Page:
WASHINGTON—U.S. Senator Chris Murphy (D-Conn.) and U.S. Representative Ayanna Pressley (D-Mass.), along with U.S. Senator Elizabeth Warren (D-Mass.) and U.S. Senator Tina Smith (D-Minn.), and U.S. Representative Jamaal Bowman (D-N.Y.) and U.S. Representative Ilhan Omar (D-Minn.) on Thursday unveiled legislation that would invest in safe and nurturing school climates that support all students and address the over-policing of our nation’s K-12 schools.

The data shows that counselors, social workers, psychologists and other trained professionals actually improve social and educational outcomes for kids in schools—whereas the involvement of police in schools leads to the criminalization of students, particularly students of color and students with disabilities. The Counseling Not Criminalization in Schools Act would prohibit the use of federal funds to increase police presence in schools and instead provide $5 billion in new grant funding to help schools hire more counselors, social workers, and other behavioral health personnel and implement services in schools that create positive and safe climates for all students.

“Right now, too many students, and often kids of color or with disabilities, are arrested by police in schools. The classroom should be a safe place to learn, and the data shows that having counselors and other licensed professionals on staff actually leads to better educational outcomes,” said Murphy. “I’m re-introducing legislation that would give school districts new resources to increase the presence of support personnel in schools so kids are arrested less and have qualified professionals around to address disciplinary issues in a way that makes students feel supported. It’s just one way we can start to chip away at the racial inequities in our educational system and make sure all kids have a safe place to learn and grow.”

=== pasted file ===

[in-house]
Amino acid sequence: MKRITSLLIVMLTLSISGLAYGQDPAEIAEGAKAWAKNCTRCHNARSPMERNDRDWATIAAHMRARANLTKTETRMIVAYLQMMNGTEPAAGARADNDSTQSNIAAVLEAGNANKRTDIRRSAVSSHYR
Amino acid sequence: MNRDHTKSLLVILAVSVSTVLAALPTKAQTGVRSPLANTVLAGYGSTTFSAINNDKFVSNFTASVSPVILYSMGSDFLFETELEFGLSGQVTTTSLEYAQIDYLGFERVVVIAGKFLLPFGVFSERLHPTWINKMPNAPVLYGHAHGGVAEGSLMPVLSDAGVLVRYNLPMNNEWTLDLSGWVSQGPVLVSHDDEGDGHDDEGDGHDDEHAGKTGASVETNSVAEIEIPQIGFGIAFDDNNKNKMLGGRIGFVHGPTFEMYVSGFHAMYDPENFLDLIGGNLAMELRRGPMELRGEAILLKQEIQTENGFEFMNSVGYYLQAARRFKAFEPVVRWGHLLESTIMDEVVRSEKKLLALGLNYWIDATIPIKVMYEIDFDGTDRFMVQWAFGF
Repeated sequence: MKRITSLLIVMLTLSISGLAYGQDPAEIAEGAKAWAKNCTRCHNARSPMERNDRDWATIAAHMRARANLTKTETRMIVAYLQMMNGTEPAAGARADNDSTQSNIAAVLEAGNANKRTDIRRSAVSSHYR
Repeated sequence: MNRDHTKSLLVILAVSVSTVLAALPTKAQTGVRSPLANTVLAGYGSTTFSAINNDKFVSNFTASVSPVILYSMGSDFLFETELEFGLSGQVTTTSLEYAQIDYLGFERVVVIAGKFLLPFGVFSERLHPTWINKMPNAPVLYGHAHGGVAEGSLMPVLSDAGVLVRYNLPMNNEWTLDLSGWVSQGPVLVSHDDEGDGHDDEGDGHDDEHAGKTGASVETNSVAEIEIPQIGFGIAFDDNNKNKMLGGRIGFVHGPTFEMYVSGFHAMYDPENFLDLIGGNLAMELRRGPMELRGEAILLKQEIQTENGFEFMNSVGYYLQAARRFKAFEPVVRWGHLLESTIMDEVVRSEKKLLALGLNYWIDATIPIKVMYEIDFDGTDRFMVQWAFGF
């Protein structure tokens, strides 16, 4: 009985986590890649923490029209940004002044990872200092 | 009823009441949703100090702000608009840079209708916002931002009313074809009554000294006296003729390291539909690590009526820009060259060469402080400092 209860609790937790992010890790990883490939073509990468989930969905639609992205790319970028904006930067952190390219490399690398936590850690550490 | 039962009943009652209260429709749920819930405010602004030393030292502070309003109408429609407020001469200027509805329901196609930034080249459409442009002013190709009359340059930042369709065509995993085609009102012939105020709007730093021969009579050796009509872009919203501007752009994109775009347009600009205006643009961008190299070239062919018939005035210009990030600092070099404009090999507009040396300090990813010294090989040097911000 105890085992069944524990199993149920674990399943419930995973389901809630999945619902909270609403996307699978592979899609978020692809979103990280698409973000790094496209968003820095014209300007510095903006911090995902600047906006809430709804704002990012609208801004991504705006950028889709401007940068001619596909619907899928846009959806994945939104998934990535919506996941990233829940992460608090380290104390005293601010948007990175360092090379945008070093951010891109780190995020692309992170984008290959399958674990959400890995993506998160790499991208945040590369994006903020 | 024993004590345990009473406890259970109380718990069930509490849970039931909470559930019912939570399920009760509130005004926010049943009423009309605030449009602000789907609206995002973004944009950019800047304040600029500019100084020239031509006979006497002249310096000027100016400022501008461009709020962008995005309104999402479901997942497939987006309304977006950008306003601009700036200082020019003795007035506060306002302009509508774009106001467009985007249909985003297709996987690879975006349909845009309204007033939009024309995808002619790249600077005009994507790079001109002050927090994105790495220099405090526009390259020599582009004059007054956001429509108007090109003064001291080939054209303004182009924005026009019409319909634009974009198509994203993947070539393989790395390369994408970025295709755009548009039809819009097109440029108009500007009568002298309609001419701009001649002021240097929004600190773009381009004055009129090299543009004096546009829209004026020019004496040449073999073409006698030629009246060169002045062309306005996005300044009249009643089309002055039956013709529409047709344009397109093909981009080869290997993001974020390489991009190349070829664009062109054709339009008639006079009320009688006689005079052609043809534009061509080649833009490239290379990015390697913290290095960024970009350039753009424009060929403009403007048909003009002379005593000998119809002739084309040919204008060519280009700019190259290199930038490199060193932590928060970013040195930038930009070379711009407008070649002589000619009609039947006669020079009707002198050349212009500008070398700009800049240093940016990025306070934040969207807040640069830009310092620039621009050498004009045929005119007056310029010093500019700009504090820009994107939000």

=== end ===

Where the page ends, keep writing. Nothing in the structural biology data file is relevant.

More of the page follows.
“Every student deserves to learn in a setting free from fear, but when our education system is intertwined with the criminal legal system, students of color, LGBTQ+ students, and students with disabilities are disproportionately criminalized for normal childhood behavior and are put on a pathway to confinement,” said Pressley. “Our bill would address this by shifting federal resources away from school police and investing in culturally responsive nurses, mental health professionals, and other trauma-informed staff that are proven to help our youth grow and reach their full potential. We must root out systemic oppression everywhere it exists—including in our schools—and I thank my colleagues for their partnership in this effort.”

“Counselors, nurses, social workers, and educators belong in schools. Police do not,” said Warren. “Our bill will bring us one step closer to ending the militarization of our public schools that disproportionately hurts Black and Brown students, ending the school-to-prison pipeline, and ensuring we give every child the resources they need to feel safe and thrive.”

“We need to root out systemic oppression in schools. This challenge might seem insurmountable, but there are clear next steps on the path forward,” said Smith. “We should start by removing police from schools and hiring more school counselors, social workers, and other behavioral health personnel to improve school culture and outcomes for students. By transforming the way that schools approach discipline, we can decrease the criminalization of all students, especially students of color and students with disabilities.”